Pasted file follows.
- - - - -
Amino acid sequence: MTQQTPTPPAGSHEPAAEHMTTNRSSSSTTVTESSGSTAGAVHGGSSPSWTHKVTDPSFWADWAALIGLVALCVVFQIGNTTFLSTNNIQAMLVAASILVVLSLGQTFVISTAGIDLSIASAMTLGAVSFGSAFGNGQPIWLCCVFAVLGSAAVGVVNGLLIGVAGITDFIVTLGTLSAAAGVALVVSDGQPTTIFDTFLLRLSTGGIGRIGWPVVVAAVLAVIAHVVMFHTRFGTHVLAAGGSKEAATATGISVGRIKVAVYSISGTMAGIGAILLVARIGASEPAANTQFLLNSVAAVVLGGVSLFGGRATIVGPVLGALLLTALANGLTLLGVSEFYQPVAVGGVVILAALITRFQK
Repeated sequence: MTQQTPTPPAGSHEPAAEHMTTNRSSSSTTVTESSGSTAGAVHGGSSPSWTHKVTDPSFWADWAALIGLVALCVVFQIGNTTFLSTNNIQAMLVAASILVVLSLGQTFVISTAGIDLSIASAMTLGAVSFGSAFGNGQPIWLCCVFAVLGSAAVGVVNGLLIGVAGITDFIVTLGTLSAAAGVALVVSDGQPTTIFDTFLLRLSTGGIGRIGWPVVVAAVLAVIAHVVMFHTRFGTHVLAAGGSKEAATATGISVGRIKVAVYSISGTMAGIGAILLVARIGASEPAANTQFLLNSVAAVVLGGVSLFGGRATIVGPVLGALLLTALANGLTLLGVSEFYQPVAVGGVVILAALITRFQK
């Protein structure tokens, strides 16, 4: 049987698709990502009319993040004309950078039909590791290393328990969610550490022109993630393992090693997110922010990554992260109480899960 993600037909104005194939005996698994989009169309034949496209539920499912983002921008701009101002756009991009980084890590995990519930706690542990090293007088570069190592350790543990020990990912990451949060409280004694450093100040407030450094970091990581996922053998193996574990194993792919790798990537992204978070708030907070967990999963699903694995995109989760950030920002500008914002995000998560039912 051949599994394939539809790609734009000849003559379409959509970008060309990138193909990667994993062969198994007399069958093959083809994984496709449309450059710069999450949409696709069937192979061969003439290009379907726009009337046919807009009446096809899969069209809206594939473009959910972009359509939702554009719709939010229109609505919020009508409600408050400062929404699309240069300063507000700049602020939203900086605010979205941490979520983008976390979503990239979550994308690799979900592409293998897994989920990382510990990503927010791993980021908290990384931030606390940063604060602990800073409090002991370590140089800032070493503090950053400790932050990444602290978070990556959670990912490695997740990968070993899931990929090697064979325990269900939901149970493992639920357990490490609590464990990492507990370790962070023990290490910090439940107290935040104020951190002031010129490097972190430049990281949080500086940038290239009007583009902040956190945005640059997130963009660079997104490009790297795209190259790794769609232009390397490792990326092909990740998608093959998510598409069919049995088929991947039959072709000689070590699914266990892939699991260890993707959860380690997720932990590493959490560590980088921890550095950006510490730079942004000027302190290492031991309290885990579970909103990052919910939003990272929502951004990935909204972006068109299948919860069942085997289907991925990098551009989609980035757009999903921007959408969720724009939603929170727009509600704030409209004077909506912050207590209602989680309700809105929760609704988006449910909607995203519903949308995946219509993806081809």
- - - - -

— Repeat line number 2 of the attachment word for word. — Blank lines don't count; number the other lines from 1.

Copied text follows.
Repeated sequence: MTQQTPTPPAGSHEPAAEHMTTNRSSSSTTVTESSGSTAGAVHGGSSPSWTHKVTDPSFWADWAALIGLVALCVVFQIGNTTFLSTNNIQAMLVAASILVVLSLGQTFVISTAGIDLSIASAMTLGAVSFGSAFGNGQPIWLCCVFAVLGSAAVGVVNGLLIGVAGITDFIVTLGTLSAAAGVALVVSDGQPTTIFDTFLLRLSTGGIGRIGWPVVVAAVLAVIAHVVMFHTRFGTHVLAAGGSKEAATATGISVGRIKVAVYSISGTMAGIGAILLVARIGASEPAANTQFLLNSVAAVVLGGVSLFGGRATIVGPVLGALLLTALANGLTLLGVSEFYQPVAVGGVVILAALITRFQK